Derby week: Your best bets for staying healthy and ER-free

People from all over the world will visit Louisville this week for events surrounding the Kentucky Oaks and Derby. | Photo by Caitlin Bowling

From measles to E. coli, the news is full of threats to health these days, but that doesn’t mean you have to let them spoil your Derby and springtime fun. Here are some tips:

Update your vaccinations: Measles smeasles? Think again. With measles making a strong comeback in the United States and other parts of the globe, it’s a good time to check with your health care provider to see if you’re protected. There will be many people in Louisville for Derby festivities and conceivably some of them could be from places like Washington State and New York that have had large outbreaks.

Getting vaccinated now might seem too late. But “the vaccine would begin immunity development quickly and be in effect within a week,” said University of Louisville Associate Professor Ruth Carrico. “That could beat the virus incubation period.”

Dr. Lori Caloia, medical director of the Louisville Metro Department of Public Health and Wellness

It’s also a good idea to get vaccinated if you plan to travel, said Dr. Lori Caloia, medical director of the Louisville Metro Department of Public Health and Wellness. Since January, there have been more than 700 cases of measles in 22 states, with many outbreaks stemming from travelers coming back from places, such as Israel, Ukraine and the Philippines, that have been dealing with outbreaks.

Kids typically get two doses of MMR (measles, mumps and rubella) vaccine by the time they’re age 6, according to the U.S. Centers for Disease Control and Prevention.

Some adults who may need to be immunized include people who were vaccinated between 1963 and 1967 when the vaccine might not have been effective and people born between 1963 and 1991 who may have received only one dose of vaccine, according to local health officials.

One dose of MMR is about 93 percent effective and two doses are about 97 percent effective, according to the CDC.

Don’t forget about hepatitis A. The liver infection associated with unsanitary conditions and illicit drug use is no longer as big of a problem as it once was in Louisville. However, “even though it’s way down, there’s still a risk in the community,” Caloia said.

Hepatitis A is spread when people accidentally ingest feces from an infected person when, for example, they share a joint or consume contaminated foods or beverages.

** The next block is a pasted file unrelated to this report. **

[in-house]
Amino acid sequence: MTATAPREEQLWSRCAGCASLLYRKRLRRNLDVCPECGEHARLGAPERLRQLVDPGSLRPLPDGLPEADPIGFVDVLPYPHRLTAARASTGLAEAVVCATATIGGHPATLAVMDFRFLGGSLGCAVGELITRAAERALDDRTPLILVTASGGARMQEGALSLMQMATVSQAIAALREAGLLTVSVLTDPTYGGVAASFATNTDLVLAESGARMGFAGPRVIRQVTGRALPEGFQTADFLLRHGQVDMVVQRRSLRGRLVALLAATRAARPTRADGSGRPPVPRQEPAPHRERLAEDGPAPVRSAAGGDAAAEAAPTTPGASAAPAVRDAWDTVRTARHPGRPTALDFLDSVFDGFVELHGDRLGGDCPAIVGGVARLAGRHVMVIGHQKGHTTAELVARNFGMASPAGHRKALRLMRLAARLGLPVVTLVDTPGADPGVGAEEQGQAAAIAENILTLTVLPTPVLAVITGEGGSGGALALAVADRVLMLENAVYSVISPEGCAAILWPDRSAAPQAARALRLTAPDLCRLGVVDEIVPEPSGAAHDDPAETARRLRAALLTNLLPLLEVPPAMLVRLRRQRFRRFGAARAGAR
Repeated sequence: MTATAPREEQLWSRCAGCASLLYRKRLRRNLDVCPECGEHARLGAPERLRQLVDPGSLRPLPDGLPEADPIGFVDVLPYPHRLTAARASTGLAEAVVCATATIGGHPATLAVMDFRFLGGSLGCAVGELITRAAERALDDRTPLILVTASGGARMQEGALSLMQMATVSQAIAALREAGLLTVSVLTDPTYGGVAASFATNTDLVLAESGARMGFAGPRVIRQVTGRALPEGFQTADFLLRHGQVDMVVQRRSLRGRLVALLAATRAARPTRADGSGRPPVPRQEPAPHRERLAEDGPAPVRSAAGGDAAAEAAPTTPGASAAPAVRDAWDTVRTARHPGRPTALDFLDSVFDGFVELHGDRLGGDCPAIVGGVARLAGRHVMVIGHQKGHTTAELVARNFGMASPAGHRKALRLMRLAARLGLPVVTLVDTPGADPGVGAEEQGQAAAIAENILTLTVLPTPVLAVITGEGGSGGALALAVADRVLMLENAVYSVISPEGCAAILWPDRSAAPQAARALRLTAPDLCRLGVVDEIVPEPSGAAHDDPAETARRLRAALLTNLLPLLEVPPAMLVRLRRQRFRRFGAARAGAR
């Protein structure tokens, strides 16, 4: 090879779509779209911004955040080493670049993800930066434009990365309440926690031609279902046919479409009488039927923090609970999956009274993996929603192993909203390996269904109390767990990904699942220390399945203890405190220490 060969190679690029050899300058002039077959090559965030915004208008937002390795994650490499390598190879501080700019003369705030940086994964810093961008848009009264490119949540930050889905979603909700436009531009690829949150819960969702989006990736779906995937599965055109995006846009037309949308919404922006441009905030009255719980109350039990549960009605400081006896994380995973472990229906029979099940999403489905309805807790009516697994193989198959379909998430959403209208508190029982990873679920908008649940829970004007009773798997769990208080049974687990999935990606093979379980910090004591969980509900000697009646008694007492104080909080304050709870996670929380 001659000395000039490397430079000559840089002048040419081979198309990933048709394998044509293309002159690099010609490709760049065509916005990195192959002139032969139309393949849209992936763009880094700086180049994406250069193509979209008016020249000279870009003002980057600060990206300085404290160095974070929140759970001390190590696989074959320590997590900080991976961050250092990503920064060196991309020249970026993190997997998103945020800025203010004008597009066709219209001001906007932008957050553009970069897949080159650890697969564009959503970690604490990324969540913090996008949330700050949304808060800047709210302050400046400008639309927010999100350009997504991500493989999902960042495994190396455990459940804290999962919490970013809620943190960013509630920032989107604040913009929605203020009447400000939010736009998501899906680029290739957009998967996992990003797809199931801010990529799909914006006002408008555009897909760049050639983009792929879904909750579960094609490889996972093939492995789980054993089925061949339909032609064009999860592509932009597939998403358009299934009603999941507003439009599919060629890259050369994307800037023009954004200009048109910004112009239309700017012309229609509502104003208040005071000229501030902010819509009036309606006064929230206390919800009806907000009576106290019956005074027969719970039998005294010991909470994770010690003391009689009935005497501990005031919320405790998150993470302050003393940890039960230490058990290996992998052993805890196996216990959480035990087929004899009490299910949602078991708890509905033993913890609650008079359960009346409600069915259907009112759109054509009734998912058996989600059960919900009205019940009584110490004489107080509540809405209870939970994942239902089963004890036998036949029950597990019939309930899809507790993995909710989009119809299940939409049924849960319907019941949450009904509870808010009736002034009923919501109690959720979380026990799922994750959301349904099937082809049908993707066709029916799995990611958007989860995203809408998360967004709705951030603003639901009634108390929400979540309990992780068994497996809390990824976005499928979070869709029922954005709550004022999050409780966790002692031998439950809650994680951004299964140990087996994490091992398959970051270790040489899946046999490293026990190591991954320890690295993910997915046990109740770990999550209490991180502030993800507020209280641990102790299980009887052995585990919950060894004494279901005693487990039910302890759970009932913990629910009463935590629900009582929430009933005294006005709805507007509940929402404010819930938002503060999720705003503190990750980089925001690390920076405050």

Think twice about buying food from places that might not have been inspected by the health department, Caloia said. That includes people selling barbecue out of their backyards.

“That’s probably not the best place to be getting your food,” she said.

Courtesy of Pixabay and Thorsten Frenzel

Avoid E. coli and salmonella, too. Kentucky is part of a multistate outbreak of E. coli O103 from ground beef. There’s also a multistate outbreak of salmonella from certain precut melon from Caito Foods in Indianapolis.

Thousands of pounds of beef suspected of being tainted with E. coli O103 have been recalled from Grant Park Packing in Illinois and K2D Foods, which also is known as Colorado Premium Foods. But “no common supplier, distributor, or brand of ground beef has been identified that could account for the whole outbreak,” according to federal authorities.

With that in mind, make sure you’re not eating any raw or undercooked beef, and use safe food handling practices.

Also, keep your hands clean, whether you’re cooking a meal at home, grabbing a bite at the Chow Wagon or hanging out at the track.

“Hand sanitizer, even if it doesn’t kill everything, is still better than nothing,” Caloia said.

A mint julep | Courtesy of Louisville Tourism

Drink wisely. There’ll be plenty of opportunities to try out some of Louisville’s signature beverages, from bourbon to mint juleps, this week, but don’t overindulge. Nothing spoils Derby fun like winding up in the emergency room.

Baby your skin. Protect yourself at the track and during other outdoor activities by wearing sunscreen. “Even on cloudy days, up to 80 percent of the sun’s harmful UV rays can penetrate your skin, according to the American Academy of Dermatology.